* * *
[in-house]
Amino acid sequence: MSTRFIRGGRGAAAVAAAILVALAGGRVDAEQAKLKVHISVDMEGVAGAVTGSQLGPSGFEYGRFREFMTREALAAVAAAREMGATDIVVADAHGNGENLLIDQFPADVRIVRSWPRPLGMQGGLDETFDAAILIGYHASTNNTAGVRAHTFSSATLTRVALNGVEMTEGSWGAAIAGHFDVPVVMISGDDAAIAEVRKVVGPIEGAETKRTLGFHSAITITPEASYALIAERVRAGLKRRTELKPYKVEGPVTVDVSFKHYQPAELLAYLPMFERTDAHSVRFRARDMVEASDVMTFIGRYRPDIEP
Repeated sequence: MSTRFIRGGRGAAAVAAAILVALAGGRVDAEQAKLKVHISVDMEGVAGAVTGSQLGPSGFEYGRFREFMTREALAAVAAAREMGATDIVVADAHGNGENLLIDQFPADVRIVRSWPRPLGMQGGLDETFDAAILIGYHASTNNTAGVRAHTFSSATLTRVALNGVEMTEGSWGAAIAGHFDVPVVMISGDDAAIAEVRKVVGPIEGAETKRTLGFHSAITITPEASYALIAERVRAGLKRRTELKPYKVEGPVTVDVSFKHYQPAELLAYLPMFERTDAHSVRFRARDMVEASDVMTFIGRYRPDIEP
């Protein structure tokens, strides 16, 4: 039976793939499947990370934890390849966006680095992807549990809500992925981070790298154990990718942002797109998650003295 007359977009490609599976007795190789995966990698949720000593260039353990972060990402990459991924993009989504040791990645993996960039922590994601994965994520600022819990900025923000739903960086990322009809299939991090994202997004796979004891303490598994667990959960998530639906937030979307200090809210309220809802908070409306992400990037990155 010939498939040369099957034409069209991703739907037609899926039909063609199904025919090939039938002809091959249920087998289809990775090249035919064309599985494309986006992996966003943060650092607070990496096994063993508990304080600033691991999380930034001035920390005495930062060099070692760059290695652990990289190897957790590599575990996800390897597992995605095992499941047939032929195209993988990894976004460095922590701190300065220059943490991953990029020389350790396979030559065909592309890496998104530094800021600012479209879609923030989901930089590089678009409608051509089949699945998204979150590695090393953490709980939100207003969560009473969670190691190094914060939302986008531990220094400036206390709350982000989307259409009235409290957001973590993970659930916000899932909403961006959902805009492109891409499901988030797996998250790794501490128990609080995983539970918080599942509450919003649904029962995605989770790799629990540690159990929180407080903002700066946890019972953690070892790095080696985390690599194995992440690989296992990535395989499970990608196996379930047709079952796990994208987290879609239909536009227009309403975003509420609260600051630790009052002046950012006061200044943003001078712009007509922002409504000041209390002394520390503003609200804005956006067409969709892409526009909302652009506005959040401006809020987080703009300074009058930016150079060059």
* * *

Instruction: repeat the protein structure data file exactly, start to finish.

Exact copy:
[in-house]
Amino acid sequence: MSTRFIRGGRGAAAVAAAILVALAGGRVDAEQAKLKVHISVDMEGVAGAVTGSQLGPSGFEYGRFREFMTREALAAVAAAREMGATDIVVADAHGNGENLLIDQFPADVRIVRSWPRPLGMQGGLDETFDAAILIGYHASTNNTAGVRAHTFSSATLTRVALNGVEMTEGSWGAAIAGHFDVPVVMISGDDAAIAEVRKVVGPIEGAETKRTLGFHSAITITPEASYALIAERVRAGLKRRTELKPYKVEGPVTVDVSFKHYQPAELLAYLPMFERTDAHSVRFRARDMVEASDVMTFIGRYRPDIEP
Repeated sequence: MSTRFIRGGRGAAAVAAAILVALAGGRVDAEQAKLKVHISVDMEGVAGAVTGSQLGPSGFEYGRFREFMTREALAAVAAAREMGATDIVVADAHGNGENLLIDQFPADVRIVRSWPRPLGMQGGLDETFDAAILIGYHASTNNTAGVRAHTFSSATLTRVALNGVEMTEGSWGAAIAGHFDVPVVMISGDDAAIAEVRKVVGPIEGAETKRTLGFHSAITITPEASYALIAERVRAGLKRRTELKPYKVEGPVTVDVSFKHYQPAELLAYLPMFERTDAHSVRFRARDMVEASDVMTFIGRYRPDIEP
């Protein structure tokens, strides 16, 4: 039976793939499947990370934890390849966006680095992807549990809500992925981070790298154990990718942002797109998650003295 007359977009490609599976007795190789995966990698949720000593260039353990972060990402990459991924993009989504040791990645993996960039922590994601994965994520600022819990900025923000739903960086990322009809299939991090994202997004796979004891303490598994667990959960998530639906937030979307200090809210309220809802908070409306992400990037990155 010939498939040369099957034409069209991703739907037609899926039909063609199904025919090939039938002809091959249920087998289809990775090249035919064309599985494309986006992996966003943060650092607070990496096994063993508990304080600033691991999380930034001035920390005495930062060099070692760059290695652990990289190897957790590599575990996800390897597992995605095992499941047939032929195209993988990894976004460095922590701190300065220059943490991953990029020389350790396979030559065909592309890496998104530094800021600012479209879609923030989901930089590089678009409608051509089949699945998204979150590695090393953490709980939100207003969560009473969670190691190094914060939302986008531990220094400036206390709350982000989307259409009235409290957001973590993970659930916000899932909403961006959902805009492109891409499901988030797996998250790794501490128990609080995983539970918080599942509450919003649904029962995605989770790799629990540690159990929180407080903002700066946890019972953690070892790095080696985390690599194995992440690989296992990535395989499970990608196996379930047709079952796990994208987290879609239909536009227009309403975003509420609260600051630790009052002046950012006061200044943003001078712009007509922002409504000041209390002394520390503003609200804005956006067409969709892409526009909302652009506005959040401006809020987080703009300074009058930016150079060059």